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Climate variability in SE Europe since 1450 AD based on a varved sediment record from Etoliko Lagoon (Western Greece)

Reed, Jane M.; Zacharias, Lerotheos; Pross, Joerg; Koutsodendris, Andreas; Brauer, Achim; Reed, Jane; Plessen, Birgit; Friedrich, Oliver; Hennrich, Barbara; Zacharias, Ierotheos; Pross, Jörg

Authors

Jane M. Reed

Lerotheos Zacharias

Joerg Pross

Andreas Koutsodendris

Achim Brauer

Dr Jane Reed J.M.Reed@hull.ac.uk
Senior Lecturer in Physical Geography

Birgit Plessen

Oliver Friedrich

Barbara Hennrich

Ierotheos Zacharias

Jörg Pross



Abstract

To achieve deeper understanding of climate variability during the last millennium in SE Europe, we report new sedimentological and paleoecological data from Etoliko Lagoon, Western Greece. The record represents the southernmost annually laminated (i.e., varved) archive from the Balkan Peninsula spanning the Little Ice Age, allowing insights into critical time intervals of climate instability such as during the Maunder and Dalton solar minima. After developing a continuous, ca. 500-year-long varve chronology, high-resolution μ–XRF counts, stable-isotope data measured on ostracod shells, palynological (including pollen and dinoflagellate cysts), and diatom data are used to decipher the season-specific climate and ecosystem evolution at Etoliko Lagoon since 1450 AD. Our results show that the Etoliko varve record became more sensitive to climate change from 1740 AD onwards. We attribute this shift to the enhancement of primary productivity within the lagoon, which is documented by an up to threefold increase in varve thickness. This marked change in the lagoon's ecosystem was caused by: (i) increased terrestrial input of nutrients, (ii) a closer connection to the sea and human eutrophication particularly from 1850 AD onwards, and (iii) increasing summer temperatures. Integration of our data with those of previously published paleolake sediment records, tree-ring-based precipitation reconstructions, simulations of atmospheric circulation and instrumental precipitation data suggests that wet conditions in winter prevailed during 1740–1790 AD, whereas dry winters marked the periods 1790–1830 AD (Dalton Minimum) and 1830–1930 AD, the latter being sporadically interrupted by wet winters. This variability in precipitation can be explained by shifts in the large-scale atmospheric circulation patterns over the European continent that affected the Balkan Peninsula (e.g., North Atlantic Oscillation). The transition between dry and wet phases at Etoliko points to longitudinal shifts of the precipitation pattern in the Balkan Peninsula during the Little Ice Age.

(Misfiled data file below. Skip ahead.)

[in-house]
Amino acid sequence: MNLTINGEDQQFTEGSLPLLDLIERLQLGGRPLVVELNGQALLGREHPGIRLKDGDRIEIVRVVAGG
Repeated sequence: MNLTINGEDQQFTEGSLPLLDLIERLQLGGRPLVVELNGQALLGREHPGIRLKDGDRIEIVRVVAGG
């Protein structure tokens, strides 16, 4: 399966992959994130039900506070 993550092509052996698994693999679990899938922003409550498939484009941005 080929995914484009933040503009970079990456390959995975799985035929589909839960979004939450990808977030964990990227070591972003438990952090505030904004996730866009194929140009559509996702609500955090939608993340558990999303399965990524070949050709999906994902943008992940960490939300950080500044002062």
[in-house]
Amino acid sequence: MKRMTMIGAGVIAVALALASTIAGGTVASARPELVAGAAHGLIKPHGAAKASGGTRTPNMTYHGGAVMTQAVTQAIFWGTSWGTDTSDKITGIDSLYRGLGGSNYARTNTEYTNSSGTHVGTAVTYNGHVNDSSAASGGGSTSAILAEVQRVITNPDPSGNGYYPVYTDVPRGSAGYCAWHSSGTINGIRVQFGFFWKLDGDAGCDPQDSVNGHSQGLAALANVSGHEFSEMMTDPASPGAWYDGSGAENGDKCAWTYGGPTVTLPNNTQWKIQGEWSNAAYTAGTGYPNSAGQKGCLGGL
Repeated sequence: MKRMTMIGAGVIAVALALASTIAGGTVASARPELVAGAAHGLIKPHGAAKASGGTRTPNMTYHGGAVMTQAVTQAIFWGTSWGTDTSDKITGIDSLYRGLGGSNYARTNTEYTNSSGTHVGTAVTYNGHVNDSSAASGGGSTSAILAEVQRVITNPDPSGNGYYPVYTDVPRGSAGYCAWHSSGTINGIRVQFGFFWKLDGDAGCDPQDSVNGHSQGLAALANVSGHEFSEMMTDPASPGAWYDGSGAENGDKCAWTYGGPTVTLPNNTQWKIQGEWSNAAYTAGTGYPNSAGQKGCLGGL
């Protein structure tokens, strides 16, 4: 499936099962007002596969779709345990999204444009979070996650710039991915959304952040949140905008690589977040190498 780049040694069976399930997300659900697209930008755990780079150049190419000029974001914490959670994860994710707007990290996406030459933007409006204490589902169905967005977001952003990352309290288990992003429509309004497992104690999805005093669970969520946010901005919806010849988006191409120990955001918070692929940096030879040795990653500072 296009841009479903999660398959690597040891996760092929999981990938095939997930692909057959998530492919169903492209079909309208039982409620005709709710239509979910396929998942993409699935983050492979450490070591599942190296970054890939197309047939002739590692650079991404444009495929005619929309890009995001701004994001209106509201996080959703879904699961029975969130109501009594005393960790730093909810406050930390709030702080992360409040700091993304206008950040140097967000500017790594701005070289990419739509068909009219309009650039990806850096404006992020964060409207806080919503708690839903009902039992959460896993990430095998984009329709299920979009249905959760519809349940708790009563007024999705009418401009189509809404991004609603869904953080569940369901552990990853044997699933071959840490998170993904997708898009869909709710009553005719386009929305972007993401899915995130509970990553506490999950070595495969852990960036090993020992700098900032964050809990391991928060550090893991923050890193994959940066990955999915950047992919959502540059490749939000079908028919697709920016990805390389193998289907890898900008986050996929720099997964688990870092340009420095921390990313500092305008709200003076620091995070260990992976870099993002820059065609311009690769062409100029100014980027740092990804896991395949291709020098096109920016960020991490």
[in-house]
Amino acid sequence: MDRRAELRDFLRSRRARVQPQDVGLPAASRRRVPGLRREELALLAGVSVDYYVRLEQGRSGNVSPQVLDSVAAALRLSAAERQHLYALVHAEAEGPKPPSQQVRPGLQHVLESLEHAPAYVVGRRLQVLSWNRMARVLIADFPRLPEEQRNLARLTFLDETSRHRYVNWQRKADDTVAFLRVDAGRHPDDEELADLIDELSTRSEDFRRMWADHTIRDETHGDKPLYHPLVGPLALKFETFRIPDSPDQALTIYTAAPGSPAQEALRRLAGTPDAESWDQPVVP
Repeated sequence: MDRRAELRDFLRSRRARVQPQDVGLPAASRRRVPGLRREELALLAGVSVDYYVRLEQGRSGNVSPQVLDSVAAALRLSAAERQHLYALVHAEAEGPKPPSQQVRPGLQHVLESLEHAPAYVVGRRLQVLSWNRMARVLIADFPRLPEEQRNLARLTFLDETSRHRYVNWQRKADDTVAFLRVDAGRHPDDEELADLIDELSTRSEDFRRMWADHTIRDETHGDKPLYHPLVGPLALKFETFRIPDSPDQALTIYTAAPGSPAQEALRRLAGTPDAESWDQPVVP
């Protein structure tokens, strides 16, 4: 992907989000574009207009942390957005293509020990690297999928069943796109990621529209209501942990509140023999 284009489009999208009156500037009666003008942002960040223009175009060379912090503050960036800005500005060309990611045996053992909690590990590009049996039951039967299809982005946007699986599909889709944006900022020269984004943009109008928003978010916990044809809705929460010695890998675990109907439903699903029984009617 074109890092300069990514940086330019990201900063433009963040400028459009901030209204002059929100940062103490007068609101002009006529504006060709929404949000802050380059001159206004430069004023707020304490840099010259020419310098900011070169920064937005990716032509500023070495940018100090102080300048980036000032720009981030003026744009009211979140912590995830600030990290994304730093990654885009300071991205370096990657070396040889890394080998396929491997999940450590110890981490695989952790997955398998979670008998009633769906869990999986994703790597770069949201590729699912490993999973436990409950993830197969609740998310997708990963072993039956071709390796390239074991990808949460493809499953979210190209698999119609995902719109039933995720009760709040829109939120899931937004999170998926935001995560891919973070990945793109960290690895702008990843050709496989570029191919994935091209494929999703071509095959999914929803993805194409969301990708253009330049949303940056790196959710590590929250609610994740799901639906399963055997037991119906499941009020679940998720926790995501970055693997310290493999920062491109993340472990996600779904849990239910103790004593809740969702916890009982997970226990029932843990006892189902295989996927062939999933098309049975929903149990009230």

Publication Date Mar 1, 2017
Journal Quaternary science reviews
Print ISSN 0277-3791
Electronic ISSN 1873-457X
Publisher Elsevier
Peer Reviewed Peer Reviewed
Volume 159
Pages 63-76
Institution Citation Reed, J. M., Zacharias, L., Pross, J., Koutsodendris, A., Brauer, A., Reed, J., …Pross, J. (2017). Climate variability in SE Europe since 1450 AD based on a varved sediment record from Etoliko Lagoon (Western Greece). Quaternary science reviews, 159, 63-76. https://doi.org/10.1016/j.quascirev.2017.01.010
DOI https://doi.org/10.1016/j.quascirev.2017.01.010
Keywords Climate variability; Little Ice Age; Solar minimum; Varve microfacies; SE Europe; Balkan Peninsula; Etoliko Lagoon
Publisher URL http://www.sciencedirect.com/science/article/pii/S0277379117300471
Copyright Statement ©2018, Elsevier. This manuscript version is made available under the CC-BY-NC-ND 4.0 license http://creativecommons.org/licenses/by-nc-nd/4.0/
Additional Information This article is maintained by: Elsevier; Article Title: Climate variability in SE Europe since 1450 AD based on a varved sediment record from Etoliko Lagoon (Western Greece); Journal Title: Quaternary Science Reviews; CrossRef DOI link to publisher maintained version: http://dx.doi.org/10.1016/j.quascirev.2017.01.010; Content Type: article; Copyright: © 2017 Elsevier Ltd. All rights reserved.

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Copyright Statement
©2018, Elsevier. This manuscript version is made available under the CC-BY-NC-ND 4.0 license http://creativecommons.org/licenses/by-nc-nd/4.0/





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